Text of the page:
Most companies lack a defined innovation strategy, according to survey

Innovation as a discipline is nothing new; innovation techniques such as design thinking and the lean start-up methodology have been widely adopted. Yet, according to a survey in KPMG’s Benchmarking Innovation Impact 2020 study, 59% of respondents said their innovation efforts are ad hoc or emerging, with fewer than 13% having reached a stage where their innovation programs are perceived to be strategic or integrated.

At the same time, innovation efforts are shifting from invention and R&D to full transformation. In the past, innovation portfolios were allocated 70% incremental, 20% adjacent and 10% transformational, however, results from the wider population indicted 50% emphasis on adjacent and transformational categories. Taking it a step further—more mature companies were at 60% investment in these areas.

“We hear from clients that as innovation efforts become more disruptive to the core business, they often change into transformation programs, with names like ‘Digital Bank of the Future’ or ‘Future Ready 2025,” stated a spokesperson from KPMG.

However, the study also found that many innovation teams are struggling to articulate how their innovation efforts are aligned with strategy and transformational initiatives. As such, leaders are questioning if their innovation, organic, and inorganic growth programs collectively form a strategy.

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In role model companies surveyed, 81% say their innovation team is completely integrated or highly collaborative with the strategy group, versus 56% of all respondents. This signifies that companies have an opportunity to develop the right strategies and approaches to successfully scale innovation and align imperatives with other groups across the business.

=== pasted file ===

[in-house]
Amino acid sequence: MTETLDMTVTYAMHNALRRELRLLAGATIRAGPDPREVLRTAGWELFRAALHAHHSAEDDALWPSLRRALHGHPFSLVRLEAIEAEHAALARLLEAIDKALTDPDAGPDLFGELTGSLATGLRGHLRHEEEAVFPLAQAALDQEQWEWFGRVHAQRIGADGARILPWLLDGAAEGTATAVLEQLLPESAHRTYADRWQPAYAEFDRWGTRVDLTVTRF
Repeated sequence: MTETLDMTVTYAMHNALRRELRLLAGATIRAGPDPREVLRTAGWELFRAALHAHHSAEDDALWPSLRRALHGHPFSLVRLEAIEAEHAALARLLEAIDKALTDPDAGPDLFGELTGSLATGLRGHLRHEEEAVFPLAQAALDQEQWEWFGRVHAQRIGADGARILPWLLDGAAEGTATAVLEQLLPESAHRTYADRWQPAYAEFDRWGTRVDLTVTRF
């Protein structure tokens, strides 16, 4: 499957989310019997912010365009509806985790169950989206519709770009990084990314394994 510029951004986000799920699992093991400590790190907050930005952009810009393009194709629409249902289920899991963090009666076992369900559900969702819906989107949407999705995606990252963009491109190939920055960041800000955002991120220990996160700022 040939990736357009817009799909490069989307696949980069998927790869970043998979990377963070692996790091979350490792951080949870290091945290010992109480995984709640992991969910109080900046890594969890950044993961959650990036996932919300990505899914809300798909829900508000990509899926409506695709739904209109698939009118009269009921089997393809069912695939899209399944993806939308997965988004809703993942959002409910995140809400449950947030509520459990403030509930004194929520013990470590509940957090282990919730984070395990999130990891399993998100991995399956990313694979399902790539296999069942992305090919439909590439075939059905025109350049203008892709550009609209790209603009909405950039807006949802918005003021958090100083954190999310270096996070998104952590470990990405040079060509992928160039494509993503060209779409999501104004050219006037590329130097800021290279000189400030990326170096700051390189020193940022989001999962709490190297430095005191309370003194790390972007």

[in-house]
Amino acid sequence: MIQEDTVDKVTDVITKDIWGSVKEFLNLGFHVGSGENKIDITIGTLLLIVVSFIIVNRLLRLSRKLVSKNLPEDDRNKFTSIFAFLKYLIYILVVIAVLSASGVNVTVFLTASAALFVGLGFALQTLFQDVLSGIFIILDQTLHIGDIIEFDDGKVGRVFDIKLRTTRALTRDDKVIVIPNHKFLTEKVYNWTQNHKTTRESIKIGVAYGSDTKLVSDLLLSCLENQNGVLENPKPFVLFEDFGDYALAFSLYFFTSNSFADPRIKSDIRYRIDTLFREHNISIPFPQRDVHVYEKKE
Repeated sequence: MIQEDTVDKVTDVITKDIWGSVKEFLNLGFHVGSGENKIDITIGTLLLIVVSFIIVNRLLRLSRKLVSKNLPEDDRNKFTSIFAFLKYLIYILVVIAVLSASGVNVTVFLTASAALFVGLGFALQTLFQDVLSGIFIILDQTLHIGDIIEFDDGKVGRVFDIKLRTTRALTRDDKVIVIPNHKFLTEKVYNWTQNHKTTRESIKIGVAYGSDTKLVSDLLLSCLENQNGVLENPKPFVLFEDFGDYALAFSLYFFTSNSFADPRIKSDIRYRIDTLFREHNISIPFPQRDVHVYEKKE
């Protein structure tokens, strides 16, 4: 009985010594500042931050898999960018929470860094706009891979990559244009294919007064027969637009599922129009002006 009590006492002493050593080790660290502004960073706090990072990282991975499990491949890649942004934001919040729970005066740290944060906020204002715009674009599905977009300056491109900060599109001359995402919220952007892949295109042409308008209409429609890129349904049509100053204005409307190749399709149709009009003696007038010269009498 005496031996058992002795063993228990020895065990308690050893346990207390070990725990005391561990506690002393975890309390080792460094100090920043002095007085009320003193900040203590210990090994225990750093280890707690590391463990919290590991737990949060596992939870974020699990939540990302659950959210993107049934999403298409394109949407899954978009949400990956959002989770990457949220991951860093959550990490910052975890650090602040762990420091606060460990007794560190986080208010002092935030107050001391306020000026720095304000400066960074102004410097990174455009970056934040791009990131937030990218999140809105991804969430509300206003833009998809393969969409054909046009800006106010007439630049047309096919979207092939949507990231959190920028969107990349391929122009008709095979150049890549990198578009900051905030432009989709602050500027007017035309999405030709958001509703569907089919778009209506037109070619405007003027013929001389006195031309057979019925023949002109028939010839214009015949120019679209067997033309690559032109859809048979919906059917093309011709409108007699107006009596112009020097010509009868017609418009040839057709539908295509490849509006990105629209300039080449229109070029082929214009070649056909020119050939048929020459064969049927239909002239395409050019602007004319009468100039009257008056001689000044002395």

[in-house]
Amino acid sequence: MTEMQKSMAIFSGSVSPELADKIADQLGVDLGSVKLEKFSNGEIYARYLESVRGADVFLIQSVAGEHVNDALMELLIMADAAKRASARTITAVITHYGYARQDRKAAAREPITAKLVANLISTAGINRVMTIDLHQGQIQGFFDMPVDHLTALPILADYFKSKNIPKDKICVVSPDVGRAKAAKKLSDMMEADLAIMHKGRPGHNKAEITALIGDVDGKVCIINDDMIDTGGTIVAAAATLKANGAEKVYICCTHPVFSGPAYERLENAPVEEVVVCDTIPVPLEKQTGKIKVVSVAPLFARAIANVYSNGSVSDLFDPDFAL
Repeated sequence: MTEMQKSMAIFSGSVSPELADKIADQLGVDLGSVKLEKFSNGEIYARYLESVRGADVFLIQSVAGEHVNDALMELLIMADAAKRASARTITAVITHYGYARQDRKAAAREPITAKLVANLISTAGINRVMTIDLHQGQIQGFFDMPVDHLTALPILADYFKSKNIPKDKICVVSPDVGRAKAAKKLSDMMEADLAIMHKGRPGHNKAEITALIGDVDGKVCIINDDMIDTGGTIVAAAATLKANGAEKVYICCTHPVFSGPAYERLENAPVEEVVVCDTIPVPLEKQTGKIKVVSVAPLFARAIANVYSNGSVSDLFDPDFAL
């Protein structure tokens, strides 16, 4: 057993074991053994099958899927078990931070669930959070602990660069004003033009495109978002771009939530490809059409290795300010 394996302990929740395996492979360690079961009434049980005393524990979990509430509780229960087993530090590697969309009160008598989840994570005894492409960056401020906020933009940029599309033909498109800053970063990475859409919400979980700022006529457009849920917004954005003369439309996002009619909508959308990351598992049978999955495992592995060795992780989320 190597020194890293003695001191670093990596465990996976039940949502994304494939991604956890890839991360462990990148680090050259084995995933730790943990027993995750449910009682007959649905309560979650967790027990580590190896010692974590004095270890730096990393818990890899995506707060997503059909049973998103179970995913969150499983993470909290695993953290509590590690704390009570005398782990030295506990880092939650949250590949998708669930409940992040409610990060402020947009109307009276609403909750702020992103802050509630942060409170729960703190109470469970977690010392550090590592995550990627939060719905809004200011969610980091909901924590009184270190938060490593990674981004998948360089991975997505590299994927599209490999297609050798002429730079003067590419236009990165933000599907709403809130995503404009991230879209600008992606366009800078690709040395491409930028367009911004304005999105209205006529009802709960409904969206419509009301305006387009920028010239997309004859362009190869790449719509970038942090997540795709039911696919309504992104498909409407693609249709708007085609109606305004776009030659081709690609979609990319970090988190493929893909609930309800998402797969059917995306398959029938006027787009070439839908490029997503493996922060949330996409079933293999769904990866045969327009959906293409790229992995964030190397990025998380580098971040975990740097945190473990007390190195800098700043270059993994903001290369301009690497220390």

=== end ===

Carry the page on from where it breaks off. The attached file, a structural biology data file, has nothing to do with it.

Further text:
According to the report, with today’s rate of change, innovating for the 21st century requires a new playbook. “Organisations must be able to scan the horizon, adapt portfolios, and implement more agile investment and experimentation approaches. Companies must accept that core business disruption and continuous reinvention are the new normal. The key to the new innovation playbook is to have a vision for how the company views itself, a strategy on how to get there, and a clear picture of the risks associated with that strategy. Only after you have articulated the strategy and the market risks can you confidently identify the areas where you need to innovate.”

“One key to longevity and impact for innovation teams in any industry is that they find ways to collaborate with other parts of the organisation,” said Scott Kirsner, CEO and co-founder of Innovation Leader. “Creating allies and supporters is key because there are always internal conflicts and resource debates you’ll need to work through.”

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Andrew Ross

As a reporter with Information Age, Andrew Ross writes articles for technology leaders; helping them manage business critical issues both for today and in the future

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